A technological breakthrough could enable a baby to develop in an artificial womb, allowing a mother to avoid abortion while saving the baby’s life. This would undercut the legal justification for abortion in Roe v. Wade, creating a fascinating legal dilemma. A bioethicist at Harvard University warned that it would undercut a woman’s “right to an abortion.”
“It could wind up being that you only have the right to an abortion up until you can put [a fetus] in the artificial womb,” I. Glenn Cohen, a bioethicist at Harvard Law School, told Gizmodo. “It’s terrifying.”
Cohen published a report Friday discussing the legal ramifications of a major breakthrough scientists had in April. A research team led by Alan Flake from the Children’s Hospital of Philadelphia successfully incubated eight premature baby lambs in an external womb resembling a high-tech ziplock bag. By April, the oldest lamb was nearly a year old and still seemed to be developing naturally.
It may take between five years and a decade before such technology can be used on premature human infants, but the results suggested that it could indeed keep premature babies alive before birth. If the technology becomes reliable and cheap enough, it could become a kind of substitute for abortion.
Gizmodo’s Kristen Brown explained that this technology could save the lives of the 30,000 or so babies each year born earlier than 26 weeks into pregnancy. But it could also complicate “and even jeopardize” the Supreme Court’s 1973 ruling in Roe v. Wade that women have a right to an abortion before their baby reaches the point of viability.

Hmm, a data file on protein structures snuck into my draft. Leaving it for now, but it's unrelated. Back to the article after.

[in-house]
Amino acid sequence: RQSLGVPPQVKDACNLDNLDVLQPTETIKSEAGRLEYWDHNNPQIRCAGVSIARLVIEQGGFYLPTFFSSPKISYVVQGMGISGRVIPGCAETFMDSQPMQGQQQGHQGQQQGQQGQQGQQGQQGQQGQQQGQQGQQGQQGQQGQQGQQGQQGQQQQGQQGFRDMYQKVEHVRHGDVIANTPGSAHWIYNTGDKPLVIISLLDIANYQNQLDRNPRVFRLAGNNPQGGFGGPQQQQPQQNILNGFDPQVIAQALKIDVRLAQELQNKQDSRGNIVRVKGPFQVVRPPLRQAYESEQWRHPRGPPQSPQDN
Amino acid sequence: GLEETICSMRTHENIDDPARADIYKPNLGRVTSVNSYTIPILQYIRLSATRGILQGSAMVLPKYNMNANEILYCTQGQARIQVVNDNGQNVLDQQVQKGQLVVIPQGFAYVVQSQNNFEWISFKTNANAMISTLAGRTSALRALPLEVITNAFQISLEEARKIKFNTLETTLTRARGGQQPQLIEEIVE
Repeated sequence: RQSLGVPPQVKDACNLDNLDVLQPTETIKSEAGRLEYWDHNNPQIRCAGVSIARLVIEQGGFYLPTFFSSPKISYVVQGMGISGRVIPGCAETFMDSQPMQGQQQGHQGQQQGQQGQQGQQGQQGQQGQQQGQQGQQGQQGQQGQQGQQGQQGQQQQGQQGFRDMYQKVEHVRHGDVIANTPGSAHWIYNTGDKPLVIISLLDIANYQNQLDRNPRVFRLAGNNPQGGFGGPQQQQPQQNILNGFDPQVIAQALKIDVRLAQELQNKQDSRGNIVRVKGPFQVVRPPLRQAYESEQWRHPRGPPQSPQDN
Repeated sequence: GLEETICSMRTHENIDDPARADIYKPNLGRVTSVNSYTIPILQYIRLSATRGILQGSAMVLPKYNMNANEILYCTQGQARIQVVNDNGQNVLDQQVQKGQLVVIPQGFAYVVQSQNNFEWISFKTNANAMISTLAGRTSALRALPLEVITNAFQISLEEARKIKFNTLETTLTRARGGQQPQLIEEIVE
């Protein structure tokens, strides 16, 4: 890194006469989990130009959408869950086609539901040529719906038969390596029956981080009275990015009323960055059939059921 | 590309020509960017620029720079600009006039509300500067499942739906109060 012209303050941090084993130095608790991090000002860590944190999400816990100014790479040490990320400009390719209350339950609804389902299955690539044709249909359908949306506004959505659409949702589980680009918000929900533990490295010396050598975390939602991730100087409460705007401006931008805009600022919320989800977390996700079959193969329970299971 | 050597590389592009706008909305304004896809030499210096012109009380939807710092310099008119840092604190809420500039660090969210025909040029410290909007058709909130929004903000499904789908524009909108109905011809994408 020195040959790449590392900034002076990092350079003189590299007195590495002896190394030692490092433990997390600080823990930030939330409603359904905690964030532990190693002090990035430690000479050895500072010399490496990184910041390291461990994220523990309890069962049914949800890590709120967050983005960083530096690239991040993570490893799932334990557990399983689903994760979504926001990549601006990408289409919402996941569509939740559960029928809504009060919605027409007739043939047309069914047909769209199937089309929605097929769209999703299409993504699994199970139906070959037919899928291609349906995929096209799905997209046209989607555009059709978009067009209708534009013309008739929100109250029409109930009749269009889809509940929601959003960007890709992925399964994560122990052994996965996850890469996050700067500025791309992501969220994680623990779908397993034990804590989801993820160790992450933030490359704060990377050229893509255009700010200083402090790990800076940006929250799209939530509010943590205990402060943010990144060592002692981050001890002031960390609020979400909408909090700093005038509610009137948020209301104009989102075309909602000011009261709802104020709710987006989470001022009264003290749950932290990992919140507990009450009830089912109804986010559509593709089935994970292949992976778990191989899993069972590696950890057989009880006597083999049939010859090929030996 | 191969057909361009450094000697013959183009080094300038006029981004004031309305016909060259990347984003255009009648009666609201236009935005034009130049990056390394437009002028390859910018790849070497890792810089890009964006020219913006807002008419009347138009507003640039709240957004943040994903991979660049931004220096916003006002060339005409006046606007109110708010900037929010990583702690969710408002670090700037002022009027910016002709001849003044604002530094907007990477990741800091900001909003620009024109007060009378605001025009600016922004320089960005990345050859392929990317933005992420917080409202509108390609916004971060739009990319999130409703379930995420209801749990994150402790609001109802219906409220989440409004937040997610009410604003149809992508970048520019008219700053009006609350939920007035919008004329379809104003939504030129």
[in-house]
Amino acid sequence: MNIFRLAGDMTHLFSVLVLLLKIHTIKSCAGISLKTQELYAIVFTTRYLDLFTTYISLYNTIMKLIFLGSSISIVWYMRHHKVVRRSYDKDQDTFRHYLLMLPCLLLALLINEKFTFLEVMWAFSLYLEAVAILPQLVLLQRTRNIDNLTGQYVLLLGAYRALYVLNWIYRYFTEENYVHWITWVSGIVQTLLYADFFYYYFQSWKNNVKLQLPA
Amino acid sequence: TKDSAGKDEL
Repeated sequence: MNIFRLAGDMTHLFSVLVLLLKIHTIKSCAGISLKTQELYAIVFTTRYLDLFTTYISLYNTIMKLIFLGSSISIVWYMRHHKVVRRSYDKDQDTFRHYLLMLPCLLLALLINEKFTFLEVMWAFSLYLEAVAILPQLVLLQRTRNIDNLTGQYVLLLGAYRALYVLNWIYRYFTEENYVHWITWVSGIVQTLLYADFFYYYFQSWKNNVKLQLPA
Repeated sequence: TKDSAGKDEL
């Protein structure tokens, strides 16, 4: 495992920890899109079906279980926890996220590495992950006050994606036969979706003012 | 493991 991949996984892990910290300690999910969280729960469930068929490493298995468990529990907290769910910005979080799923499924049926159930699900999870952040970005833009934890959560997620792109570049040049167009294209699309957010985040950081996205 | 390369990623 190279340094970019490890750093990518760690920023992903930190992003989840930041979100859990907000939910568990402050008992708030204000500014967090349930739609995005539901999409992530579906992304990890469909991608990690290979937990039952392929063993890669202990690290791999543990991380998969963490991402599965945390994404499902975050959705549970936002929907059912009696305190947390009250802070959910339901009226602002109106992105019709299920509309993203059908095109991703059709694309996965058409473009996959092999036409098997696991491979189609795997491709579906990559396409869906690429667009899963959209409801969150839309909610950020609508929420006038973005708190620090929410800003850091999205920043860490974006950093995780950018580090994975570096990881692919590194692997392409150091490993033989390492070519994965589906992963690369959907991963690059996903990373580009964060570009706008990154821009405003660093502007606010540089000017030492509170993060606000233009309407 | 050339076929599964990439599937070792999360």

“The Supreme Court has pegged the constitutional treatment of abortion to the viability of a fetus,” Cohen explained. “This has the potential to really disrupt things, first by asking the question of whether a fetus could be considered ‘viable’ at the time of abortion if you could place it in an artificial womb.”
In other words, if a woman decided to get an abortion to avoid carrying the child to term, she wouldn’t have to kill the fetus — the fetus could be removed and placed in an artificial womb to develop fully. This would save a life, and it would redefine the legal setting behind abortion.
Viability has already changed in the past few decades. A normal human pregnancy lasts about 40 weeks. In 1973, when the Supreme Court ruled abortion legal, the Court defined viability as a fetus’s ability to live outside of the womb. At the time, the Court said viability typically began at some point during the third trimester, which begins at 24 weeks.
In 1992, the Court reaffirmed viability as key to restricting a state’s power to regulate abortion. Today, viability ranges between 22 and 24 weeks by state, but no state can enforce a ban on abortion at any stage of development if a woman’s health is at risk.
Cohen suggested that the artificial womb technology could save the lives of fetuses as early as 18 weeks. This would push viability back, changing the way women go about the process of abortion — or fetus transfer, keeping the child alive.
In his article, Cohen presented three possible legal interpretations. The state may “prohibit abortion outright only after viability but that it may require transfer to an artificial womb instead of abortion for women between eighteen weeks and viability.”
Another possibility is that the artificial womb changes the legal understanding of viability. “That is, while an eighteen-week-old fetus would not be viable under the traditional definition of viability, we may understand it as viable once transfer to an artificial womb was possible; therefore the state could prohibit both the transfer to an artificial womb and the abortion at eighteen weeks.” This would be the cruelest interpretation and therefore is least likely to come to pass.